His head bobbed, and he bumped her shoulder with his nose, chuckling deep in his throat as horses sometimes do.

Mary set her foot in the stirrup, and swung her leg over, settling comfortably on his broad back. Taking the reins she clicked her tongue and her heels, guiding with her hand, and together she and Ædelstan made their way onto the field to join the gathering men. Pippin and Merry were together, happy that both could go, for they wished to never be separated again.

Legolas sat before Gimli on Arod, the white horse dancing beneath them in anticipation; he could smell the coming of battle. Seeing Mary approach on Ædelstan Legolas turned Arod and approached her, bring the two horses together.

"Well, lass." Gimli greeted her. "And how do you fare this morning?"

Mary looked at him a moment, then said. "I am well, Master Gimli. And you?" Yet Legolas noticed the momentary pause before her answer.

"As well as can be expected riding one of these animals. They never stand still." The dwarf answered, a teasing light entering his eyes as he glanced at the elf.

Legolas merely smiled. "The horse would not dance so much if he did not bear the weight of a dwarf."

Gimli narrowed his eyes, then he gave a deep, wry chuckle.

Legolas looked at Mary. "N-le mae é, Mary?" Be you well indeed, Mary?

Mary glanced down at the reins in her hand. "Sui mae sui pen tur-ambir." she answered, looking back up at him. As well as one can hope.

"Le sinte le avá gar-na hótule-as mín." You know you don't have to come away with us.

The corner of her mouth twitched upward. "É. Im ceri." Yes. I do.

Mary had discarded her cloak and now stood side by side with Legolas and Gimli, down at the front facing the open Black Gate, watching as hordes upon hordes of evil creatures poured towards the gate to spill through and onto them. She felt her heart pounding within her, and her hands opened and closed time and again on her sword, her body trembling, all worse the closer the creatures got.

"I have been through battles before this and still I shake." She said. Gimli made a sympathetic noise, raising his ax. Mary glanced at Legolas, his face stern and like marble. "Does it ever go away?"

His narrowed blue eyes turned to her. "Nay, fair Mary." He whispered. "It never goes away."

Mary swallowed, and turned back to see the black hordes ever closer. She did not see Legolas still watching her, nor the flash of fear that entered his eyes, nor did she hear the silent vow he made to stay by her side, to protect her at all costs.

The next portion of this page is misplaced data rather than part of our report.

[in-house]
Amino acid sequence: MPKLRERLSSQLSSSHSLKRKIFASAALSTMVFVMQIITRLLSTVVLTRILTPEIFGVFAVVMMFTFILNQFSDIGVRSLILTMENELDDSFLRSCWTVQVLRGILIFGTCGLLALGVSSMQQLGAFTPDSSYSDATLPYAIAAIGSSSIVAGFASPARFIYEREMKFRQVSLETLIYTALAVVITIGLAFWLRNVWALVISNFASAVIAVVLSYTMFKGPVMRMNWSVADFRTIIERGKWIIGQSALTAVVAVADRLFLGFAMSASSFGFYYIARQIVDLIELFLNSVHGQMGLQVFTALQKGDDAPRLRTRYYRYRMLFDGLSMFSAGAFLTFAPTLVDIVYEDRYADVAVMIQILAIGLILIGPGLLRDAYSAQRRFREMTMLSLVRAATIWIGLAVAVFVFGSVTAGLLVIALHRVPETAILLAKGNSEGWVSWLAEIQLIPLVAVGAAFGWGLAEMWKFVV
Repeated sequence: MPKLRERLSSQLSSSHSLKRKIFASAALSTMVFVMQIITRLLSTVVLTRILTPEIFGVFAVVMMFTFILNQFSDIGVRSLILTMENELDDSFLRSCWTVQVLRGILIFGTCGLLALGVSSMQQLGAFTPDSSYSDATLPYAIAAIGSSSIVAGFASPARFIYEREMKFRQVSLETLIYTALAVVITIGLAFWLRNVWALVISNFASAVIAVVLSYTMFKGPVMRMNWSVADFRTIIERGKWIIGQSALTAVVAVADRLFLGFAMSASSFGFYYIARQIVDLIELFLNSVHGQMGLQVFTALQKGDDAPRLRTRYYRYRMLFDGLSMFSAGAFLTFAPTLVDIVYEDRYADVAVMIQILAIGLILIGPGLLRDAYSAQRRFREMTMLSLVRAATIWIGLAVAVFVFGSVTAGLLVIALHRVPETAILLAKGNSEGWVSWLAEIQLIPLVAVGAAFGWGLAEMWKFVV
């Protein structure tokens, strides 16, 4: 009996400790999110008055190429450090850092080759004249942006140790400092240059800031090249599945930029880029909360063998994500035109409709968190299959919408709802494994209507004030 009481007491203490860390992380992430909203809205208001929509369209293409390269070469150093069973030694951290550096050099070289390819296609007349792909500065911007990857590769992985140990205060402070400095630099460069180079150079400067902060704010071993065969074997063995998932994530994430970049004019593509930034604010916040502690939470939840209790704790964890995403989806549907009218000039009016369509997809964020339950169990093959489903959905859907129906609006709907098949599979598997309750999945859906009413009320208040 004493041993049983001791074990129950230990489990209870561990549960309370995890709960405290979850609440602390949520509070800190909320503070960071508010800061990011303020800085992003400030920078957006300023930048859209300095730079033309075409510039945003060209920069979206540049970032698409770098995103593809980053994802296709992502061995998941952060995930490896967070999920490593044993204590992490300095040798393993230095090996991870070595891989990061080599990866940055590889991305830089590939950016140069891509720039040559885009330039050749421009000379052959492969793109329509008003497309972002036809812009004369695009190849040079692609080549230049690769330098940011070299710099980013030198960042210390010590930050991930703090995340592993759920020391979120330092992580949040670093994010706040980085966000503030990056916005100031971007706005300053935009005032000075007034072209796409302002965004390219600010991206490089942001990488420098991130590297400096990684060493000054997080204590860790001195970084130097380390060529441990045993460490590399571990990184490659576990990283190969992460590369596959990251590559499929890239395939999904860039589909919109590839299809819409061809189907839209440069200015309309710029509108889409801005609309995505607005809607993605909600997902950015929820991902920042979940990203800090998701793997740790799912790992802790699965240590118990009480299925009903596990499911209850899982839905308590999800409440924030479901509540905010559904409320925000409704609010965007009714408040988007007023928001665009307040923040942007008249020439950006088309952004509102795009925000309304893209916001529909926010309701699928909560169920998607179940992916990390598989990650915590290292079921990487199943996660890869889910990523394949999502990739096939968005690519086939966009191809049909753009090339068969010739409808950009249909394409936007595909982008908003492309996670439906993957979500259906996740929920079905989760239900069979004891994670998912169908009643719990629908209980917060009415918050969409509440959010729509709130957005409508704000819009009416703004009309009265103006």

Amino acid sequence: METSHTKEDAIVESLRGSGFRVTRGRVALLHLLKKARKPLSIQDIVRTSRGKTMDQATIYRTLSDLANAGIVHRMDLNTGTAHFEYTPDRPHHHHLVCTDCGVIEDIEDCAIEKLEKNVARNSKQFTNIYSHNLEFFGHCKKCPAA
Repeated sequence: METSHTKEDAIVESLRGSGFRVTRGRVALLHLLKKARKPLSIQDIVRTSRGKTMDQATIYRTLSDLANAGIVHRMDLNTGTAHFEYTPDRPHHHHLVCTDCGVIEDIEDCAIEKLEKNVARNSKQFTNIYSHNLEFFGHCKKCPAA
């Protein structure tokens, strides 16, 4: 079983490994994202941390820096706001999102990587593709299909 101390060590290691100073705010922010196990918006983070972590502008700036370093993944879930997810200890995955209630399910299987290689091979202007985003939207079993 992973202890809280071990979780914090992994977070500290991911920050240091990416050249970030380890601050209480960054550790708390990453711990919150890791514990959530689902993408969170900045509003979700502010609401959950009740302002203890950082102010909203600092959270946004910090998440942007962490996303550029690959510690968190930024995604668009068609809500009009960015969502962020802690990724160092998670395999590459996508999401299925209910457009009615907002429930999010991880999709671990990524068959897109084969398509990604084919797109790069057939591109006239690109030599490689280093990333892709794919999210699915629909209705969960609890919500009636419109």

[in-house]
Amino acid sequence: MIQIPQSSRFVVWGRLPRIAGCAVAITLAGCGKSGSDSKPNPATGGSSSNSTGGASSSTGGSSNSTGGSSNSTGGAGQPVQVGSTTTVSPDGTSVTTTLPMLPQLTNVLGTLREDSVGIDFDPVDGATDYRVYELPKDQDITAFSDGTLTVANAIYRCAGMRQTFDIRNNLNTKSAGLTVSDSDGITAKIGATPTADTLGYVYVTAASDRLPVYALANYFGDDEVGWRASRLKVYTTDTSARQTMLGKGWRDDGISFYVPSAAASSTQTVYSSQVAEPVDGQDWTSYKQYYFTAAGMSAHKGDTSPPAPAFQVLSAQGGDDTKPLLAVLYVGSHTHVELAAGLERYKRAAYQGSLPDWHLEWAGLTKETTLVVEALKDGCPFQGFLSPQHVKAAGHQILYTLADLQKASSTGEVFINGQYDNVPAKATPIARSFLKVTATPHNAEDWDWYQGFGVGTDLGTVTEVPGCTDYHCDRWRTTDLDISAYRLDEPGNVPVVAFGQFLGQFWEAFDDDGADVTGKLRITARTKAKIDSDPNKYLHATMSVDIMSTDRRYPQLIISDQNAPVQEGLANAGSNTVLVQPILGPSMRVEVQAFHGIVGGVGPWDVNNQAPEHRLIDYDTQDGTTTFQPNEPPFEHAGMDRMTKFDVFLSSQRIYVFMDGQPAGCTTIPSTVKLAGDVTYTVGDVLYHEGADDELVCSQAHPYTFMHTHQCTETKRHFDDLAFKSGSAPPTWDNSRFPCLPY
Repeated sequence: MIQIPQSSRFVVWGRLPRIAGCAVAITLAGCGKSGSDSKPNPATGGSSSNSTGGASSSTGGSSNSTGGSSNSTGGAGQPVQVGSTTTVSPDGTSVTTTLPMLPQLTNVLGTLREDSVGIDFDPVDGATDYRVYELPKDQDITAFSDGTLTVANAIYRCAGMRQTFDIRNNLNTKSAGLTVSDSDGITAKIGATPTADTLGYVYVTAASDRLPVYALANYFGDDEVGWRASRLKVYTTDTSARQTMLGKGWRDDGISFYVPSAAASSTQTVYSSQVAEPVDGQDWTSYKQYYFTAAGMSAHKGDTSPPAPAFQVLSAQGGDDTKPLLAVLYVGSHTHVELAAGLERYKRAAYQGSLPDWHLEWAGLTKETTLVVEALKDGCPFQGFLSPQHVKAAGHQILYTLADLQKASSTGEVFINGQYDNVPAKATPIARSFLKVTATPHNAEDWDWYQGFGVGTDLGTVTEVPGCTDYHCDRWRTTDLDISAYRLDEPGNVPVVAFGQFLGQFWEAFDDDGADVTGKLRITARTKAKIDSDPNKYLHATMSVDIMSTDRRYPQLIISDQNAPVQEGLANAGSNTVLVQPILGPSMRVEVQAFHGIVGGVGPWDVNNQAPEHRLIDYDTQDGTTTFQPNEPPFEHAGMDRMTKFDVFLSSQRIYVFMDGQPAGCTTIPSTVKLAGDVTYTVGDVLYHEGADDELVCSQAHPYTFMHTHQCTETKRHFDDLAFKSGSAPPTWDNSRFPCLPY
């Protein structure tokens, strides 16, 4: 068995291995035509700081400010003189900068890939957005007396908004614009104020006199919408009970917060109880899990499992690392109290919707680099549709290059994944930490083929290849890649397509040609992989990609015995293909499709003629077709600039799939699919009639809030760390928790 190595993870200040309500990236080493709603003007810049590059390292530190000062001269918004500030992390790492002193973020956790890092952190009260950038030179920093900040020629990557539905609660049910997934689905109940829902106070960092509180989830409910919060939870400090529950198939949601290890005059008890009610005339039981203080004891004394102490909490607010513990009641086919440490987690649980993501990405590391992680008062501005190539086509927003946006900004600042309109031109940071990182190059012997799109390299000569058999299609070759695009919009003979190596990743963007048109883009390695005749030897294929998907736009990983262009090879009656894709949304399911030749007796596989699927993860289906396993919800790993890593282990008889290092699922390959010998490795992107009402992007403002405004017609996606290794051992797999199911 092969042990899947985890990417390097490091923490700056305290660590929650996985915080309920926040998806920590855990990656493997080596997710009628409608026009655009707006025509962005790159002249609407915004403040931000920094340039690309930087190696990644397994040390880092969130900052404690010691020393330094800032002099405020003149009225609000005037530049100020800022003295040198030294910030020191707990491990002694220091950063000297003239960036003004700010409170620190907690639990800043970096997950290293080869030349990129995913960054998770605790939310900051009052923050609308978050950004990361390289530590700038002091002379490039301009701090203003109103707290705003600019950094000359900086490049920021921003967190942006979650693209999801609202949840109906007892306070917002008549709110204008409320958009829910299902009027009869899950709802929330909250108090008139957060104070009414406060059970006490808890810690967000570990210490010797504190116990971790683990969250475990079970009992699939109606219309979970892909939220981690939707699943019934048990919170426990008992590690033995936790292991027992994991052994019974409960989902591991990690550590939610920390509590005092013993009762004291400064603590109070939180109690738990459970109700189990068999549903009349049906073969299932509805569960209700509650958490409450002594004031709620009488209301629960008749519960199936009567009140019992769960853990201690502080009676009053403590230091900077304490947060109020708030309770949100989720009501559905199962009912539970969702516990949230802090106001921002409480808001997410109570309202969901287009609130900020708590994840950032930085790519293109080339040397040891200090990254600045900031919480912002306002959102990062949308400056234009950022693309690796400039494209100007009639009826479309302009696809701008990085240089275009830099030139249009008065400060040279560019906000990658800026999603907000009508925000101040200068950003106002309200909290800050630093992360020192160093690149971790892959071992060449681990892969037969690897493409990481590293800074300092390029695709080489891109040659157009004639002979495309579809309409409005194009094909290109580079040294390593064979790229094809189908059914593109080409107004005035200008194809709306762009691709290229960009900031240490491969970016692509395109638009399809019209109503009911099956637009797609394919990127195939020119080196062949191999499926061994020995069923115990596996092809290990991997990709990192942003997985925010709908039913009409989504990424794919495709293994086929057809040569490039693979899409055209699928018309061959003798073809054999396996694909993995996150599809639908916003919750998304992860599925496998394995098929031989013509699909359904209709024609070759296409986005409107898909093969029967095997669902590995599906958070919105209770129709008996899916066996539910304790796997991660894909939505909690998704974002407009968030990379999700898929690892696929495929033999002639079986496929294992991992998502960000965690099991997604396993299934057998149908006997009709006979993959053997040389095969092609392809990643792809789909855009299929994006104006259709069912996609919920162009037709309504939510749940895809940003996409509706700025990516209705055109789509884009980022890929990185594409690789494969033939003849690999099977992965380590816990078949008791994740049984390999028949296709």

"Ilya-o – le ceri-u-nan sí." he whispered. Of all– you do not belong here.

Mary did not hear the whispered words, but as the black army drew near she forced her shaking nerves to channel their fear into adrenaline and desire– desire to see the end this war. Focusing on that her eyes flashed, and she thought of the pride in Sauron's attack– and how it was all in vain. Suddenly she set her feet apart, holding her sword before her, and her smile was feral. "Do not give in to despair." She said to her companions. "I see a light breaking through the darkness!"

Then the enemy crashed upon them.

The battle was fierce and bloody, a confusion of screams and shrieks and terrible cries and roars. Mary spun this way and that, barely able to keep up with the blades of the orcs that surrounded her. She thrust into the belly of one, then spun, drawing the blade out to cut in a downward arc to fell another. She was aware of Legolas fighting close behind, his elven blades glinting and flashing in the dim and pale light. Then the Nazgûl swept down upon the battlefield, and the cries of the doomed men were terrible to hear. As Mary brought up her sword to block the blade of an orc she struck out with her foot, colliding with the center of the orc's chest and driving him back and into the ground where he was quickly trampled. At the same time there was a strangled cry and gurgle behind her, and she turned, sword raised, to see another orc falling dead at her feet, and Legolas with his two knives, newly stained with black blood. Their eyes met for a moment, and then they turned as new enemies attacked.

Suddenly there was a heavy rumble, and all of the black army stopped their attack, confused and bewildered, for the evil power that had driven them on was distracted and failing.

"Stand and wait! This is the hour of doom!"

In answer to Gandalf's cry the earth trembled and rocked beneath them, and a great black cloud flickering with fire rose from the land of Mordor into the sky. The great black towers shook and then groaned, and great cracks appeared in it, and the Black Gate rumbled as it fell in ruin, and then the towers followed.